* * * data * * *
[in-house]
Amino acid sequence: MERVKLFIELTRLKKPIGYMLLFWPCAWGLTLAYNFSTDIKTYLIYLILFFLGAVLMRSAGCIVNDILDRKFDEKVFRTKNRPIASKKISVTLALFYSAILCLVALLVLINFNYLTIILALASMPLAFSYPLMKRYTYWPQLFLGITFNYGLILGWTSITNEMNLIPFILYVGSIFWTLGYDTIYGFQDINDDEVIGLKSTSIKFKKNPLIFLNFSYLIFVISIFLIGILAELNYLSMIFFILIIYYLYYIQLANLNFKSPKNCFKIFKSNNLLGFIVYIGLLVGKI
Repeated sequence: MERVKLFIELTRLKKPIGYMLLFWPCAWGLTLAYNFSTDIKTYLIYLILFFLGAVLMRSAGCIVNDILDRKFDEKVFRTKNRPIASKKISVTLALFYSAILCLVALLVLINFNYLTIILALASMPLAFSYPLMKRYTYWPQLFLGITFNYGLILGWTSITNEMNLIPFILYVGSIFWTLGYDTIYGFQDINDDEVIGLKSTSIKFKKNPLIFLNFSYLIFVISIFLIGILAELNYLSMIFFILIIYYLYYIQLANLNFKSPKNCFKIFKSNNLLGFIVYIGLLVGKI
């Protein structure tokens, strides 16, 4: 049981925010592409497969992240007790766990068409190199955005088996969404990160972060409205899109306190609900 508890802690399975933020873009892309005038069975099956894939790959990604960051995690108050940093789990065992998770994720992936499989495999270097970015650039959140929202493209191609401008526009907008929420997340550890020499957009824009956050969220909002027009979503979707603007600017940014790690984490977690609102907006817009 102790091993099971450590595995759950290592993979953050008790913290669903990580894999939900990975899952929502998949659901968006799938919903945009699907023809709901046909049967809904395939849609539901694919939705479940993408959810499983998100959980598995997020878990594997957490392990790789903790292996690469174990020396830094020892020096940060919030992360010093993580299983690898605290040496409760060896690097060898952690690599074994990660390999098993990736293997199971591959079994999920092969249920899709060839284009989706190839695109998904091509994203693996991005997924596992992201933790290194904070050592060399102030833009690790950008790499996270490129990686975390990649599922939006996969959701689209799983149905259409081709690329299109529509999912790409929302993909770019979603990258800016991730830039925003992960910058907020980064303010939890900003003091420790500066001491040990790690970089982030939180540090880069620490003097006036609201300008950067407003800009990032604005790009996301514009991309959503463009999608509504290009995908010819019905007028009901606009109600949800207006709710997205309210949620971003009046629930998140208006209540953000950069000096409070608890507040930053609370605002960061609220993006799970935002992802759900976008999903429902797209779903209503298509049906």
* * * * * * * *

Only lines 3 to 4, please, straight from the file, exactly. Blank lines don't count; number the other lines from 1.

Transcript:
Repeated sequence: MERVKLFIELTRLKKPIGYMLLFWPCAWGLTLAYNFSTDIKTYLIYLILFFLGAVLMRSAGCIVNDILDRKFDEKVFRTKNRPIASKKISVTLALFYSAILCLVALLVLINFNYLTIILALASMPLAFSYPLMKRYTYWPQLFLGITFNYGLILGWTSITNEMNLIPFILYVGSIFWTLGYDTIYGFQDINDDEVIGLKSTSIKFKKNPLIFLNFSYLIFVISIFLIGILAELNYLSMIFFILIIYYLYYIQLANLNFKSPKNCFKIFKSNNLLGFIVYIGLLVGKI
């Protein structure tokens, strides 16, 4: 049981925010592409497969992240007790766990068409190199955005088996969404990160972060409205899109306190609900 508890802690399975933020873009892309005038069975099956894939790959990604960051995690108050940093789990065992998770994720992936499989495999270097970015650039959140929202493209191609401008526009907008929420997340550890020499957009824009956050969220909002027009979503979707603007600017940014790690984490977690609102907006817009 102790091993099971450590595995759950290592993979953050008790913290669903990580894999939900990975899952929502998949659901968006799938919903945009699907023809709901046909049967809904395939849609539901694919939705479940993408959810499983998100959980598995997020878990594997957490392990790789903790292996690469174990020396830094020892020096940060919030992360010093993580299983690898605290040496409760060896690097060898952690690599074994990660390999098993990736293997199971591959079994999920092969249920899709060839284009989706190839695109998904091509994203693996991005997924596992992201933790290194904070050592060399102030833009690790950008790499996270490129990686975390990649599922939006996969959701689209799983149905259409081709690329299109529509999912790409929302993909770019979603990258800016991730830039925003992960910058907020980064303010939890900003003091420790500066001491040990790690970089982030939180540090880069620490003097006036609201300008950067407003800009990032604005790009996301514009991309959503463009999608509504290009995908010819019905007028009901606009109600949800207006709710997205309210949620971003009046629930998140208006209540953000950069000096409070608890507040930053609370605002960061609220993006799970935002992802759900976008999903429902797209779903209503298509049906």